Recruitment & Selection Programming thereby improving retention;
Training and Orientation Programs thereby improving employee morale, productivity and retention;
Employee Policies thereby meeting legislative requirements and clarifying the employment relationship;
Wage Systems that are well-researched, competitive, and affordable;
Organizational Design and Job Descriptions thereby improving productivity, streamlining operations and reducing redundancy;
Performance Management Systems thereby setting clear expectations of performance and aligning all employees to the goals of the organization;
Occupational Health & Safety Programming (OHS) thereby improving employee morale and meeting legislative requirements;
Employee Reward, Engagement and Retention Strategies;
WCB analysis and return to work strategy thereby improving WCB claims and rates;
Corporate Diversity Programming thereby creating an environment of inclusion;
Assist clients with complaints made to government agencies including the Human Rights Commission;
For more information on how HR pros can help you grow your business, comply with legislation and develop an HR framework to meet your business’ mandate call today!
Posted in advice, human resources, orientation, retention, Safety, Small Business, Training
Tagged Diversity, human resources, Human Resources Management, Human Rights Commission, job description, Occupational Health and Safety, orientation, performance management, Record of Employment, recruiting, Safety, Training, wcb
Two weeks ago, two unrelated organizations released separate studies that provided interesting statistics on the status of workplace training. One study was released by the Canadian Council on Learning and dealt with learning in general within the Canadian society. The other study was conducted by the Canadian Federation of Independent Business and reported specifically on the incidence of training in the workplace.
Since 2006, the Canadian Council on Learning has been monitoring and reporting on the Composite Learning Index. This index uses an array of statistics to reflect the many ways that Canadians learn, formally and informally, in school, at home, at work and in the community. The most recent study showed that Canada’s Learning Index has declined for the first time since it was created. The national average dropped two points from 77 to 75. Nova Scotia scored 71, PEI 68, New Brunswick 63, and Newfoundland and Labrador 61.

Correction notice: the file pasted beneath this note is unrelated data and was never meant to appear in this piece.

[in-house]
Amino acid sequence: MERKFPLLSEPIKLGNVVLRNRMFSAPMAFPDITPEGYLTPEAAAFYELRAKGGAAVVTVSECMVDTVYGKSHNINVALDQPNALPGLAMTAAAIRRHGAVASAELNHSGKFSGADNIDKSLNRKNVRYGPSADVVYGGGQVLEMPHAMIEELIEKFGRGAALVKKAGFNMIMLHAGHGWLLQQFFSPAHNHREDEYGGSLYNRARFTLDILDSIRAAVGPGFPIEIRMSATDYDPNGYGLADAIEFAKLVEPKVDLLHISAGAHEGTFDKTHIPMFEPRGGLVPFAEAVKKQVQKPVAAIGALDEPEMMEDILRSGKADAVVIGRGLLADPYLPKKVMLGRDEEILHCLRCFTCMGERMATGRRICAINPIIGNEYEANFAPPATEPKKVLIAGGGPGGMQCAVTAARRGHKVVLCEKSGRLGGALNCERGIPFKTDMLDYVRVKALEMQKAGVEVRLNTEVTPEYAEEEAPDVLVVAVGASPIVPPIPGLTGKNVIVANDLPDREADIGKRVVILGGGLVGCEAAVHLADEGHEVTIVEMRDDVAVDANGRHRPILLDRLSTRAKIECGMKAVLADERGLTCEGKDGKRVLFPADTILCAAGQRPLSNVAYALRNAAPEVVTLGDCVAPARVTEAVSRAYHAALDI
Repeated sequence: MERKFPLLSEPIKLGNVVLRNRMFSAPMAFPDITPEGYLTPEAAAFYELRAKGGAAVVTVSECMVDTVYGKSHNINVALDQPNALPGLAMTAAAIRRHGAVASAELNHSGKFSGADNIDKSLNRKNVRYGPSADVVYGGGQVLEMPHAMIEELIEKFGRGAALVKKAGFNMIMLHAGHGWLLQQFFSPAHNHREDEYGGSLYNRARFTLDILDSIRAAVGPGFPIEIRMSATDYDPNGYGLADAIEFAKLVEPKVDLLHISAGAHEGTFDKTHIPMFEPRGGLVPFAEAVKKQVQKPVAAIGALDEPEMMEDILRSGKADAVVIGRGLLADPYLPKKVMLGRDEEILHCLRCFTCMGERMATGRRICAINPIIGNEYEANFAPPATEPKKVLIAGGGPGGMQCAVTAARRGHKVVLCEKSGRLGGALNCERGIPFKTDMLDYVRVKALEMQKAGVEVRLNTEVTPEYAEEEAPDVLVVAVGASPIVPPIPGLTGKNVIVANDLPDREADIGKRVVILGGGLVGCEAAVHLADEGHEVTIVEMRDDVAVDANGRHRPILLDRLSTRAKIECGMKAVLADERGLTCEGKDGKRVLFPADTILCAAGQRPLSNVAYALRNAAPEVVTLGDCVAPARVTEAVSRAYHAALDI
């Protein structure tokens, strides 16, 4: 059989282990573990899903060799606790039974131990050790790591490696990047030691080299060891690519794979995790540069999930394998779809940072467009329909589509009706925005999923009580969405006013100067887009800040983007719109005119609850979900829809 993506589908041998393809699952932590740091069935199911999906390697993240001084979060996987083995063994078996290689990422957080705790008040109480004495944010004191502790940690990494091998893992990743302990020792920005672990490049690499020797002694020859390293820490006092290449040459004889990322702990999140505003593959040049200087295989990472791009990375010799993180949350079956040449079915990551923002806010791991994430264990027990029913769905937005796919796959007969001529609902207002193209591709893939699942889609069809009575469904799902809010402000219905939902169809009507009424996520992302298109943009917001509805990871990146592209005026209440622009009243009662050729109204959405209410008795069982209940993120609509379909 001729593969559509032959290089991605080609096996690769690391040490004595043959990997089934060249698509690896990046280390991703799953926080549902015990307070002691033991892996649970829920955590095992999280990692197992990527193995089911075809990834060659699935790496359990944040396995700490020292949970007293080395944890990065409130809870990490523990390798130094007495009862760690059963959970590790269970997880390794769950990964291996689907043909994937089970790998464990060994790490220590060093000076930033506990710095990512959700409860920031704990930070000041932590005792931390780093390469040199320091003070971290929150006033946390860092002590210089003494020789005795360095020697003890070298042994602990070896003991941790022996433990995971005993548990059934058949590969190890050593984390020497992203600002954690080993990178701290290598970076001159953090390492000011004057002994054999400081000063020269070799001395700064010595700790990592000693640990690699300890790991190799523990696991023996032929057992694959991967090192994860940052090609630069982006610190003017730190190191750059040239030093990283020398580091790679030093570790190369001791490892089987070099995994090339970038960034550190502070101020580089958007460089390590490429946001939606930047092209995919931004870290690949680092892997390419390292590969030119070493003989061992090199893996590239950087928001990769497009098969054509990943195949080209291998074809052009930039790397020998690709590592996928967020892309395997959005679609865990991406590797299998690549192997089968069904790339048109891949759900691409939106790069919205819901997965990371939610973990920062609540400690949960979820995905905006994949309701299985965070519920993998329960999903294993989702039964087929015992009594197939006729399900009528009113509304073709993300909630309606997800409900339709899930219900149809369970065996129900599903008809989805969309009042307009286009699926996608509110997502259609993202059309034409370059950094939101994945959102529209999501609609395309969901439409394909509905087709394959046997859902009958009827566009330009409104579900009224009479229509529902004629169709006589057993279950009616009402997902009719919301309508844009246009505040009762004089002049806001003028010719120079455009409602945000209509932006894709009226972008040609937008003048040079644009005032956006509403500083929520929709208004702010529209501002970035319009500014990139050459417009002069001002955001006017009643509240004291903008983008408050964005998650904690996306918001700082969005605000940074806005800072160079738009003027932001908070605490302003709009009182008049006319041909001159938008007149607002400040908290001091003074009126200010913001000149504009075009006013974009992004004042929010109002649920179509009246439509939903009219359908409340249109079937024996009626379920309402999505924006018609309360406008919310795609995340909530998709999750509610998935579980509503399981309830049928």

The Canadian Council on Learning study also indicates that the national decline in learning would have been greater had it not been for an increase in adult learning. The Council reports that: “Canada has seen an increase in the proportion of adults participating in job-related training over the last three years. At the same time there has been a growth in the proportion of businesses offering workplace training between data used in 2008 and 2009.”
At first glance, the increase in job-related training seems to be a positive indicator. Employee development and training can increase productivity, employee morale and profitability. Having said this, the Council reports that the most common type of training provided by employers is related to employee orientation and Health and Safety training. More advanced training such as supervisory, managerial, literacy and numeracy is provided by a much smaller number of employees. In other words, businesses may be providing more training, but a lot of the training is directed at new employees during orientation or to meet Occupational Health and Safety regulatory requirements.
The increase in the incidence of workplace training is confirmed by a Canadian Federation of Independent Business report, available at http://www.cfib.ca/research/reports/rr3083.pdf . The CFIB reports that 94% of small business owners offer training, an increase of 6% since 2002. However, if we look at the numbers a little more closely, CFIB reports that not all employees are receiving comparable training. New inexperienced employees receive on average $5411 of training dollars while new experienced employees receive only $3469. All other staff average $2254. Since new employees are more likely to receive orientation training and health and safety training, the CFIB report supports the findings of the Canadian Council on Learning.
What does this mean for the employer? In short, a new employee has a higher impact on the bottom line in terms of training cost. Hence, employers who can retain tenured and trained employees stand to benefit more from their training investments. On the other hand, employers who have a high attrition rate should examine their policies, procedures and culture to determine the root cause of attrition because turnover means wasted training dollars.
HR pros can assist businesses identify root causes of their attrition and develop solutions to increase retention. HR pros can also develop training, development and orientation programs for new and existing employees.
Posted in advice, human resources, orientation, retention, Safety, Training
Tagged human resources, Human Resources Management, orientation, retention, Safety, Training, whmis